I've owned an 1986 GT since '91 and drove several years on the original Eagle GT tires.
The car is a compromise, as all are. Removed the steering dampener and added after market rear sway bar and discovered the "handler" I wanted.
The V-6 with (4) speed is torquey enough to place the car in turns with application of throttle only at low or high speeds. Very entertaining drive with the worn out tires (not in rain, please).
Time has passed, and with added GM vented brakes, urethane bushings, and fresh shocks/struts things are better than new.
If interested in this modern might be classic, purchase the lowest mileage car available and budget to make it to your liking. They can be very reliable daily drivers. With time, it might become an investment. As long as after market suppliers are available, I'll not sell my 52K mile '86.
I am commenting on all comments that dogged the Fiero. Yes 84 through 88 SE, Formula and GT's were fun to drive, and you had to be a Fiero lover to enjoy them. The 84 through 87 did have some under powering and handling problems because of using parts of other pre-developed setups, but till you drive an 88 model, the car took on its own suspension and some power plant changes that made the car perfect, but early 88 GM quit making the car because of the sales percentage dropped and didn't want to take the lose. GM fixed the bump steer and pushing problem in its cornering with the suspense changes, and the HO 2.8 liter V6 was more than enough power to hang with the big dogs. I am a 1988 Fiero GT owner, and would not take any other mid engine car over it.
I have a 1987 Fiero GT that had 144,000 miles on it. We took the 2.8 out and overbored it. 060 over and stuck a 3.4 cam in it. We ground out the heads and we rebuilt the engine from there. We now have it in the car but I am having trouble trying to find the front exhaust manifold (nearest the firewall and front of the car.) Does anyone know of where I can get one?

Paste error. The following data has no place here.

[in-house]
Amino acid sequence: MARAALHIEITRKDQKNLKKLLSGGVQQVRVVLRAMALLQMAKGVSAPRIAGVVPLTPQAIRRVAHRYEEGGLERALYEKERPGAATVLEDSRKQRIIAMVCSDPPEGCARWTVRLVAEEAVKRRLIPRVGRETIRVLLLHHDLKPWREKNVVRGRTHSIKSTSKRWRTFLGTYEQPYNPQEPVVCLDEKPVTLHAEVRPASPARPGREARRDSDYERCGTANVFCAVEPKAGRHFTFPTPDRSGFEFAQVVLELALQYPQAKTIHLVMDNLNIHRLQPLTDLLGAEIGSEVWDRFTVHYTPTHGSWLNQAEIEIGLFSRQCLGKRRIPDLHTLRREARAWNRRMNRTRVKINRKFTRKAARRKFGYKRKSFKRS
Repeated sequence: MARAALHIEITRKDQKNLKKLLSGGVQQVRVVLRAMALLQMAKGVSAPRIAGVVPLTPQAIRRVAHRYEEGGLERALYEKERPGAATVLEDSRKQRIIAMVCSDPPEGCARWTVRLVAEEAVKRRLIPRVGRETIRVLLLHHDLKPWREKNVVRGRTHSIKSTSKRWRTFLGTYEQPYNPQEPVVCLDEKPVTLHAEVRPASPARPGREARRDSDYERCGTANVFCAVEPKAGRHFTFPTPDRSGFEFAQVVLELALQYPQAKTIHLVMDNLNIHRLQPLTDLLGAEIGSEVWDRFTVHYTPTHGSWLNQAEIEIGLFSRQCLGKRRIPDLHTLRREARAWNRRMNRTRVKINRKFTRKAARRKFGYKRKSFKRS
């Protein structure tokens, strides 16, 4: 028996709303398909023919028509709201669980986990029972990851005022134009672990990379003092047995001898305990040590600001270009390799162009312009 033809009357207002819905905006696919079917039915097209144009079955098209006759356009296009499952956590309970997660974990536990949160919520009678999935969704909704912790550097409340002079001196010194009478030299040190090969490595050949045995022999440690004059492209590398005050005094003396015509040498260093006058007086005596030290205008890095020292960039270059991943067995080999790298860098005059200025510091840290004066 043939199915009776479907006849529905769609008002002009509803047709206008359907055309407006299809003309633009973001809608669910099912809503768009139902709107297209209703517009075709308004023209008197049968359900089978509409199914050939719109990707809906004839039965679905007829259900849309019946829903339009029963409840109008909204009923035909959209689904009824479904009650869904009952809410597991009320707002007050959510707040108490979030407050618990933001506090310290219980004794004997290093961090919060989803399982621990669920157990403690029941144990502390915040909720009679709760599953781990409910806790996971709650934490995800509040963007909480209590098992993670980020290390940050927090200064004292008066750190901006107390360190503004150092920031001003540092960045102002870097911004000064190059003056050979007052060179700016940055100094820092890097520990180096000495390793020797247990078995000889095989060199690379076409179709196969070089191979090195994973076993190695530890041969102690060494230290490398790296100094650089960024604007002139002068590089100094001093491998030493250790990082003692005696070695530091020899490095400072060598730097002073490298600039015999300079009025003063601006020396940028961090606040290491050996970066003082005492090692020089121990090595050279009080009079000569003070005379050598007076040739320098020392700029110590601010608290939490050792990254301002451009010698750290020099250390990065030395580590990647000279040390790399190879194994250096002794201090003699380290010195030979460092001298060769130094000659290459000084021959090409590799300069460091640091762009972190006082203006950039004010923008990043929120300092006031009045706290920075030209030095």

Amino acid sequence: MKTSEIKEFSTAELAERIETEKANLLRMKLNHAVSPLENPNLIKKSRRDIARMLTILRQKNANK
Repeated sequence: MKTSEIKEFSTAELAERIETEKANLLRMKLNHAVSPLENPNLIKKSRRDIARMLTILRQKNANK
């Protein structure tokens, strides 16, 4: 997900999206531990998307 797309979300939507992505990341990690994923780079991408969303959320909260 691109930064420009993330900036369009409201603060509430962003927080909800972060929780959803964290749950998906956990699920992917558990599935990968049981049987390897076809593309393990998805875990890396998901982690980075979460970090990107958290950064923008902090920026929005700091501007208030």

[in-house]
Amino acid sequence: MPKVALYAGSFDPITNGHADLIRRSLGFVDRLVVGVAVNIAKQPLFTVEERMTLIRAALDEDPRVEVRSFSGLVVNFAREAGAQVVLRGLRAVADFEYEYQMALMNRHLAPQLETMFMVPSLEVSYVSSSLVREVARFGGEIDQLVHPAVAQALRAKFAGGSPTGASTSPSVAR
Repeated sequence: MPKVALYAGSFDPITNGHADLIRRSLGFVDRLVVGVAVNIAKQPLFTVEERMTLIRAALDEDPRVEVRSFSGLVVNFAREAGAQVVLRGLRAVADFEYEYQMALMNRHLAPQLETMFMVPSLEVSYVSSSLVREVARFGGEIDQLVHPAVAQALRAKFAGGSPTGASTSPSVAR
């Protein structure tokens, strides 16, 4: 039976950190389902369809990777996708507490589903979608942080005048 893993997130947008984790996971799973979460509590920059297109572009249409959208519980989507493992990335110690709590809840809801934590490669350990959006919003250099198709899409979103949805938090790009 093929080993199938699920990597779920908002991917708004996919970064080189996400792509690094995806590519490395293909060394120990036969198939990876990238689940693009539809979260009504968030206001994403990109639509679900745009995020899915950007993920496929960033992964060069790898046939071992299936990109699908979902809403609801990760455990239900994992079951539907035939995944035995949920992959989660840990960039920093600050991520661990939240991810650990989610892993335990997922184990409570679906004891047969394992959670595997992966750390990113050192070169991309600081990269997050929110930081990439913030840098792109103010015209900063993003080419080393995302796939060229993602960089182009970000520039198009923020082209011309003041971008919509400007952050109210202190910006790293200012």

And just a side question, how difficult is it to transfer for a GM 3.8 supercharged for the car? Should I look at a caddy 4.6 if I am going to switch out the engine or what would be the best for the work?
My 86 1/2 GT, bought from the factory by me. It has been running great till this day. I think it's fun to drive, and someone even offered me a little under 20k for it, but I just couldn't part way with it. Ha, my GT could beat your truck buddy.
Some one offered you 20 grand, and you couldn't part with it?
I love my 86 GT, but for 20 grand, I could have a mint 88 to restore and collect, and still enough to build up a Corvette powered, fully done up GT to drive.
I'm struggling to believe that story.
Excellent platform. I have had mine 10 years, no troubles.
Am about to revamp the entire suspension (bump steer kit, Koni's, solid mount cradle, sway bars, poly bushings), and will love it even more.
First of all, the car is not light at 2750 kgs. That's a dinosaur. The steering is absolutely horrible. The turning radius is larger then my Mustang Convertible. If the car is at a standstill, it's nearly impossible to turn the wheel, and there's no weight up there.
Then in 88, they did a really cheap fix, and the back tires are different from the front ones, in order to improve its horrible oversteer.
They couldn't have built in any cheaper, and Bob Lutz is to be commended for discontinuing that piece of junk.
And yes, I too fell for the good looks, but the love affair died, not unlike many other people who were taken by this pretender. A 3 dressed up as a 9.
The above comment is erroneous. Fieros are great cars and weigh just 2750 POUNDS, not kilos, which is not much for such cars, seeing as they are quite strong, and in fact were the second best crash test vehicle behind Volvo's 850 wagon in the 1980s.
The turning radius is wide because of the tight suspension geometry of the car sitting so low, but this helps to give it superior cornering and road holding, comparable to other far more expensive, high-end exotic cars of that era.
I don't know how anyone could have experienced oversteer in a Fiero (unless driving recklessly), as they were known as steady under-steering cars.
All these years after inception, and Pontiac's Fieros are still going strong and are still inexpensive to buy. In fact, due to numerous engine swap choices and modifications like turbo and supercharging, combined with brake and suspension upgrades, they can be seen all over YouTube, beating many, more modern, more powerful and far more expensive cars at the drag strip, and they still look good doing it!
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